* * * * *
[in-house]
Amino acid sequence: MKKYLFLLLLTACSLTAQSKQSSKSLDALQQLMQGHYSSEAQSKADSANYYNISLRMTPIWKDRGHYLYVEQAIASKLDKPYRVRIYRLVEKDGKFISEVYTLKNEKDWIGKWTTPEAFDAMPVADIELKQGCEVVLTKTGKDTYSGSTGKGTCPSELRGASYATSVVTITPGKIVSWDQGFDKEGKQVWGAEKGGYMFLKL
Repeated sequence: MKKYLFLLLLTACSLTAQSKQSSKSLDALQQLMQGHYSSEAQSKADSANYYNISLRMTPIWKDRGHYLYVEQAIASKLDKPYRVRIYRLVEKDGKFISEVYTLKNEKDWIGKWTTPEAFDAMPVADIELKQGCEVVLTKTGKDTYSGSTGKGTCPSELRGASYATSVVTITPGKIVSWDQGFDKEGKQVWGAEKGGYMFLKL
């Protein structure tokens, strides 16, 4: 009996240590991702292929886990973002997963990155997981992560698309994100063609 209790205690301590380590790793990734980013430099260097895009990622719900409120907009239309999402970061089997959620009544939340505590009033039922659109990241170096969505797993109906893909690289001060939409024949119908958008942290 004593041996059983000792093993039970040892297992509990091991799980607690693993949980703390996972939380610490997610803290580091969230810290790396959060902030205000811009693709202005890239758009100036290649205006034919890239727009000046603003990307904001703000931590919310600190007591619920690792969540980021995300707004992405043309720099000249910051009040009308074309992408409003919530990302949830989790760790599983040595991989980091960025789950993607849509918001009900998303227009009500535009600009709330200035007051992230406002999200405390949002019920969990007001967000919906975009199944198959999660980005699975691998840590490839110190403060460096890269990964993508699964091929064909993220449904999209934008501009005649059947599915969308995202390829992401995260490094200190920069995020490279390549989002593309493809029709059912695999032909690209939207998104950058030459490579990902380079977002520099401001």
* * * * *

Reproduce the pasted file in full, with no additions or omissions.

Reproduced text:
[in-house]
Amino acid sequence: MKKYLFLLLLTACSLTAQSKQSSKSLDALQQLMQGHYSSEAQSKADSANYYNISLRMTPIWKDRGHYLYVEQAIASKLDKPYRVRIYRLVEKDGKFISEVYTLKNEKDWIGKWTTPEAFDAMPVADIELKQGCEVVLTKTGKDTYSGSTGKGTCPSELRGASYATSVVTITPGKIVSWDQGFDKEGKQVWGAEKGGYMFLKL
Repeated sequence: MKKYLFLLLLTACSLTAQSKQSSKSLDALQQLMQGHYSSEAQSKADSANYYNISLRMTPIWKDRGHYLYVEQAIASKLDKPYRVRIYRLVEKDGKFISEVYTLKNEKDWIGKWTTPEAFDAMPVADIELKQGCEVVLTKTGKDTYSGSTGKGTCPSELRGASYATSVVTITPGKIVSWDQGFDKEGKQVWGAEKGGYMFLKL
């Protein structure tokens, strides 16, 4: 009996240590991702292929886990973002997963990155997981992560698309994100063609 209790205690301590380590790793990734980013430099260097895009990622719900409120907009239309999402970061089997959620009544939340505590009033039922659109990241170096969505797993109906893909690289001060939409024949119908958008942290 004593041996059983000792093993039970040892297992509990091991799980607690693993949980703390996972939380610490997610803290580091969230810290790396959060902030205000811009693709202005890239758009100036290649205006034919890239727009000046603003990307904001703000931590919310600190007591619920690792969540980021995300707004992405043309720099000249910051009040009308074309992408409003919530990302949830989790760790599983040595991989980091960025789950993607849509918001009900998303227009009500535009600009709330200035007051992230406002999200405390949002019920969990007001967000919906975009199944198959999660980005699975691998840590490839110190403060460096890269990964993508699964091929064909993220449904999209934008501009005649059947599915969308995202390829992401995260490094200190920069995020490279390549989002593309493809029709059912695999032909690209939207998104950058030459490579990902380079977002520099401001």